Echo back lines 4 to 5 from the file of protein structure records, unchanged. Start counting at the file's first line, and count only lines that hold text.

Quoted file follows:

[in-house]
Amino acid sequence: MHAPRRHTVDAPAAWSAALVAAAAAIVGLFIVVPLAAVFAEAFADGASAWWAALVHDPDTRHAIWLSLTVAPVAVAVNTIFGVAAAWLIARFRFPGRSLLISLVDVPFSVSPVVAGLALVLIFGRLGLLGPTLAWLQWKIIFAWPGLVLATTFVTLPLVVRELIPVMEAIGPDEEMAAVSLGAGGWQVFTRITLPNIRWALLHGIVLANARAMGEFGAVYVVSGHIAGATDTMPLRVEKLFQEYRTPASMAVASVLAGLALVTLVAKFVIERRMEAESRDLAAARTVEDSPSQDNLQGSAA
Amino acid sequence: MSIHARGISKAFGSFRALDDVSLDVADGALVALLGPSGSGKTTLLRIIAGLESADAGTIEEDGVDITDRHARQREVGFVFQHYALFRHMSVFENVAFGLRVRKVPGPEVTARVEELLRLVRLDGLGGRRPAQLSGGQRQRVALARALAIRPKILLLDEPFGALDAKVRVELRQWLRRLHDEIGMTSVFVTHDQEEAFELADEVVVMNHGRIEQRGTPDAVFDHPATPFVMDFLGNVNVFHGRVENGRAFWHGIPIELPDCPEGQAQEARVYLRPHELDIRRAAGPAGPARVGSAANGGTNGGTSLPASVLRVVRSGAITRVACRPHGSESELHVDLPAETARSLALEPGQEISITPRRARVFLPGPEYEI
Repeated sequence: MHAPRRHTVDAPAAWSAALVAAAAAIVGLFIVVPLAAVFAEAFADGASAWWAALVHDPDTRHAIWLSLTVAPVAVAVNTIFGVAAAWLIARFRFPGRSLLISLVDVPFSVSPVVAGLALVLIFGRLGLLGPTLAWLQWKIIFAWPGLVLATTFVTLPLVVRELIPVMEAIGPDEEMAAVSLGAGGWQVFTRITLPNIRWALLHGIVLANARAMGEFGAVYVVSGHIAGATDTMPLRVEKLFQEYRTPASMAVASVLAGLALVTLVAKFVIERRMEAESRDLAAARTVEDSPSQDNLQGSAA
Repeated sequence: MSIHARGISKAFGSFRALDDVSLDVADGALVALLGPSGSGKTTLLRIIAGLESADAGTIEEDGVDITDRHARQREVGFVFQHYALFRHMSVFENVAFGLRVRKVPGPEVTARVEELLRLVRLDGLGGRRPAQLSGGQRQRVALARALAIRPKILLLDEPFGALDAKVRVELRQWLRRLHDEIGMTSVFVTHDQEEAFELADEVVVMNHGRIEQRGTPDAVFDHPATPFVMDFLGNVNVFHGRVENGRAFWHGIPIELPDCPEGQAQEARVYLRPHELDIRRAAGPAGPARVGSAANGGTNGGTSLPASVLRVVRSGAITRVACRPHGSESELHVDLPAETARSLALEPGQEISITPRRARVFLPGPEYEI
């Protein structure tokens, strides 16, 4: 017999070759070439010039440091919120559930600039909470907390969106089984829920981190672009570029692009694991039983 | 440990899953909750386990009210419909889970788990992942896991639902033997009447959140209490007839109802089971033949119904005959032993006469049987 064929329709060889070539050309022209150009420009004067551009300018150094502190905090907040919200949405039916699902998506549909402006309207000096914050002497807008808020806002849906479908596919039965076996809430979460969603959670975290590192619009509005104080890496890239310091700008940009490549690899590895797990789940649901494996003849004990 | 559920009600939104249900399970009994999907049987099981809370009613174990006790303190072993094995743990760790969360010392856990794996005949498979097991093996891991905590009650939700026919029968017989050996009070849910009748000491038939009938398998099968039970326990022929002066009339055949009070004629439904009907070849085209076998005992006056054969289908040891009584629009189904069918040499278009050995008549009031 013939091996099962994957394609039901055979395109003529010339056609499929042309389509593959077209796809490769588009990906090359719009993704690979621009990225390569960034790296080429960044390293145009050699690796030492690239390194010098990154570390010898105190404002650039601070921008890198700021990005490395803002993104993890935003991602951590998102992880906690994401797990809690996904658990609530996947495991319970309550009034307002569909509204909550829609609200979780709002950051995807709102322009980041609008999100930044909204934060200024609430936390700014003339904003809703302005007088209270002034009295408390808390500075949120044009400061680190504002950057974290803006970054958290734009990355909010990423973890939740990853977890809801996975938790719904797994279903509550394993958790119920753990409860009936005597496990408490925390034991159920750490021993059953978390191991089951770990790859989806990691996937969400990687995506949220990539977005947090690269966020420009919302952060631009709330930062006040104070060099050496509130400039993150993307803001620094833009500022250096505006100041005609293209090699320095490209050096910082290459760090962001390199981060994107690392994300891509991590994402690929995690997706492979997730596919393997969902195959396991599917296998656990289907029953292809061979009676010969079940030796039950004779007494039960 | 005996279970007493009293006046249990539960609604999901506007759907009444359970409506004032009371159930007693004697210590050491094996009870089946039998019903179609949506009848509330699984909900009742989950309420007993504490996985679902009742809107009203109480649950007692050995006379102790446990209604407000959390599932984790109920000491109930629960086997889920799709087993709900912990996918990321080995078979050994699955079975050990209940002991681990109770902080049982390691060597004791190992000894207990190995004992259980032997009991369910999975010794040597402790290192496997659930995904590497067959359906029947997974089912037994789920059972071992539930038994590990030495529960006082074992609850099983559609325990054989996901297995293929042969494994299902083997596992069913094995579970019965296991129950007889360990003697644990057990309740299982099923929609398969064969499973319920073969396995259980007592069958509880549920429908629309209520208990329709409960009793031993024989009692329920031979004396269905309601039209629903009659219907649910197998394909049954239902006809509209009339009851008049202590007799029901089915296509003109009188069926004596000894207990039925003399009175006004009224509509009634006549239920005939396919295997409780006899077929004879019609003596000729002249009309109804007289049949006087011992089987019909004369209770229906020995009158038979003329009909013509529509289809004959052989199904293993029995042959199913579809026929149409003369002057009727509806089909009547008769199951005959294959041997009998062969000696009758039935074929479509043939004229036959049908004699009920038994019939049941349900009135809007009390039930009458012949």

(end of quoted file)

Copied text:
Repeated sequence: MHAPRRHTVDAPAAWSAALVAAAAAIVGLFIVVPLAAVFAEAFADGASAWWAALVHDPDTRHAIWLSLTVAPVAVAVNTIFGVAAAWLIARFRFPGRSLLISLVDVPFSVSPVVAGLALVLIFGRLGLLGPTLAWLQWKIIFAWPGLVLATTFVTLPLVVRELIPVMEAIGPDEEMAAVSLGAGGWQVFTRITLPNIRWALLHGIVLANARAMGEFGAVYVVSGHIAGATDTMPLRVEKLFQEYRTPASMAVASVLAGLALVTLVAKFVIERRMEAESRDLAAARTVEDSPSQDNLQGSAA
Repeated sequence: MSIHARGISKAFGSFRALDDVSLDVADGALVALLGPSGSGKTTLLRIIAGLESADAGTIEEDGVDITDRHARQREVGFVFQHYALFRHMSVFENVAFGLRVRKVPGPEVTARVEELLRLVRLDGLGGRRPAQLSGGQRQRVALARALAIRPKILLLDEPFGALDAKVRVELRQWLRRLHDEIGMTSVFVTHDQEEAFELADEVVVMNHGRIEQRGTPDAVFDHPATPFVMDFLGNVNVFHGRVENGRAFWHGIPIELPDCPEGQAQEARVYLRPHELDIRRAAGPAGPARVGSAANGGTNGGTSLPASVLRVVRSGAITRVACRPHGSESELHVDLPAETARSLALEPGQEISITPRRARVFLPGPEYEI